21Algorithm variations covered in this paper Simple PredictorsRegularized SVDImproved Regularized SVD (with Biases)Post processing SVD with KNNPost processing SVD with kernel ridge regressionK-meansLinear model for each itemDecreasing the number of Parameters1. Total 6 predictors - 5 predictors are empirical probabilities for the user in question and 6th is the mean value of the rating for the movie.2. We try to find the two matrices U and V by iterating over the training set.3. Adding 1 variable per movie and per user called biases to the prediction and running the same training algorithm.4. SVD_KNN – proposed by an anonymous contestant. Find Movie-movie similarity and define 1 nearest neighbor for this user assign that rating.5. SVD_KRR – Complex method that discards all the values of matrix U and defines prediction using a Gaussian kernel function.6. K-means Clustering – divides the users in to K clusters and ratings is the median rating of the cluster.7. Linear Model for each movie – Another item – item similarity method where for every item we build a weighted linear model learned using Gradient Descent8. Decreasing # of Parameters – use only movies that are rated by user i are considered and then a model is fit with weights for those movies for that user. This model has #user * #of features as # parameters.Of this what will we Cover???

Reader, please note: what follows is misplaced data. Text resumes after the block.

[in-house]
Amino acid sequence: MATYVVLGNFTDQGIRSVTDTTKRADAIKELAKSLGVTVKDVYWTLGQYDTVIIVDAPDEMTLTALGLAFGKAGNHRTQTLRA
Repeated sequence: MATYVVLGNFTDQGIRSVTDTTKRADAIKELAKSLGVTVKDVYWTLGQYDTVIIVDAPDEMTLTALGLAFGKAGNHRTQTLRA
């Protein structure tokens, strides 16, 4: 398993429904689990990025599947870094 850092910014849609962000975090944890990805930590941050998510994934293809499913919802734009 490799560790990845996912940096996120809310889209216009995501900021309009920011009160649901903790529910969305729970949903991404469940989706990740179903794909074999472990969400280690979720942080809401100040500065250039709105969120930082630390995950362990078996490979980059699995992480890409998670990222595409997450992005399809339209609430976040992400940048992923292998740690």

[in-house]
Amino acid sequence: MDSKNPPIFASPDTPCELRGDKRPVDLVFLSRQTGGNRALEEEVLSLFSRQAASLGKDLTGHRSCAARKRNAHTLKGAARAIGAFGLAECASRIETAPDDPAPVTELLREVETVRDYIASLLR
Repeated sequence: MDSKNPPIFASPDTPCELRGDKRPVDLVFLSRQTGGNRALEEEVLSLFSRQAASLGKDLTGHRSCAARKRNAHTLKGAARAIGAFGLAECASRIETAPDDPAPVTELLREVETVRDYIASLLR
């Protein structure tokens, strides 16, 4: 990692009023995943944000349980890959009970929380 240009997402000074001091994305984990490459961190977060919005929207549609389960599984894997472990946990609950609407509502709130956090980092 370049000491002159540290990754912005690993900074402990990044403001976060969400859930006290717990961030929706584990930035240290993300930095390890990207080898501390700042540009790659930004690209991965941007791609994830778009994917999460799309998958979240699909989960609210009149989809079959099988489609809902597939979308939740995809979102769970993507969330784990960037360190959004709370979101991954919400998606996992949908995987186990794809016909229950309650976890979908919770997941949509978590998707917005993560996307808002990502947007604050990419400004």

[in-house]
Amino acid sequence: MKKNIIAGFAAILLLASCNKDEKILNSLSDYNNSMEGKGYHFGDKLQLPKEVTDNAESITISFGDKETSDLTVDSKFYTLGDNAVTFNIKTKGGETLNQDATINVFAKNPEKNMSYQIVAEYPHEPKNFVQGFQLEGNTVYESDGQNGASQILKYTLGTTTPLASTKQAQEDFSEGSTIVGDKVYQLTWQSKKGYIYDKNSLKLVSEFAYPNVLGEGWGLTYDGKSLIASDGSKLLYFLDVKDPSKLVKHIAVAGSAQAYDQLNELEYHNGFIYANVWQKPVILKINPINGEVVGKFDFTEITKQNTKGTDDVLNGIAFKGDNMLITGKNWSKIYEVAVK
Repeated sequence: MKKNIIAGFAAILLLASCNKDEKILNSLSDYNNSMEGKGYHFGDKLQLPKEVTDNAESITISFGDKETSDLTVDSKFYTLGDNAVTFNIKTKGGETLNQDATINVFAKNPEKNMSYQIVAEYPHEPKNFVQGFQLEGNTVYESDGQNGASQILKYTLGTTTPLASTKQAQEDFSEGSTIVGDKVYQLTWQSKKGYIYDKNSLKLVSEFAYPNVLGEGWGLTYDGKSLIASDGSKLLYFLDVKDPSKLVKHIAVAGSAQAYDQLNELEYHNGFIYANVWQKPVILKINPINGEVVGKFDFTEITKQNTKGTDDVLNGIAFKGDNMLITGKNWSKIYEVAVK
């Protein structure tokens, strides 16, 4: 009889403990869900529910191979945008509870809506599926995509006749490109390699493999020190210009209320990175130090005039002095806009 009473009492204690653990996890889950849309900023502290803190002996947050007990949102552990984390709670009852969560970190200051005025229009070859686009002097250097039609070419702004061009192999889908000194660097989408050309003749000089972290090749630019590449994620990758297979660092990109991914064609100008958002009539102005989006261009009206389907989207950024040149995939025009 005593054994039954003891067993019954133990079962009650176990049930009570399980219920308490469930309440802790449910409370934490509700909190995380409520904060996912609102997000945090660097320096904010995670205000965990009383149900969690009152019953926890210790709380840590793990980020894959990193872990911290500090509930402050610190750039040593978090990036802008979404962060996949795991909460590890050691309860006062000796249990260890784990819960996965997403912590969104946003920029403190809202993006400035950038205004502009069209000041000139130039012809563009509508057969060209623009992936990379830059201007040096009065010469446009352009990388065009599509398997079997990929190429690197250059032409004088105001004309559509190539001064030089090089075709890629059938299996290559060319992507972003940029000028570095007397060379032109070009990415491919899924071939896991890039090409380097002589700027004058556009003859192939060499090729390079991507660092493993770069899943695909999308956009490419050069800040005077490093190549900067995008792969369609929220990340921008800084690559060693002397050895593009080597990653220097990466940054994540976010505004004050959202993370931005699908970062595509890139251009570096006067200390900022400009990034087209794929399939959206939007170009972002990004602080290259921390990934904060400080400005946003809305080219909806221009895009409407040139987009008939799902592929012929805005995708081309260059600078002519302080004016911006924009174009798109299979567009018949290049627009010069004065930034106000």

22The SVD Algorithm from paper [3,4,6] Initialize 2 arrays movieFeatures (U) and customerFeatures (V) to very small value 0.1For every feature# in featuresUntil minimum iterations are done or RMSE is not improving more than minimum improvementFor every data point in training set //data point has custID and movieIDprating = customerFeatures[feature#][custID] * movieFeatures [feature#][movieID] //Predict the ratingerror = originalrating - prating //Find the errorsquareerrsum += error * error //Sum the squared error for RMSE.cf = customerFeatures[feature#][custID] //locally copy current feature valuemf = movieFeatures [feature#][movieID] //locally copy current feature valueContd.
23Algorithm contd.customerFeatures[feature#][custID] += learningrate *(error * mf – regularizationfactor * cf) //Rolling the ERROR in to the featuresmovieFeatures [feature#][movieID] += learningrate *(error * cf – regularizationfactor * mf) //Rolling the ERROR in to the featureRMSE = (squareerrsum / total number of data points) // Calculate RMSENow we do the testingFor every test point with custID and movieIDFor every feature# in Featurespredictedrating += customerFeatures[feature#][custID] * movieFeatures [feature#][movieID]Caveats – clip the ratings in the range (1, 5) predicted rating might go out of bounds“Regularization factor” is introduced by Brandyn Webb in  to reduce the over fitting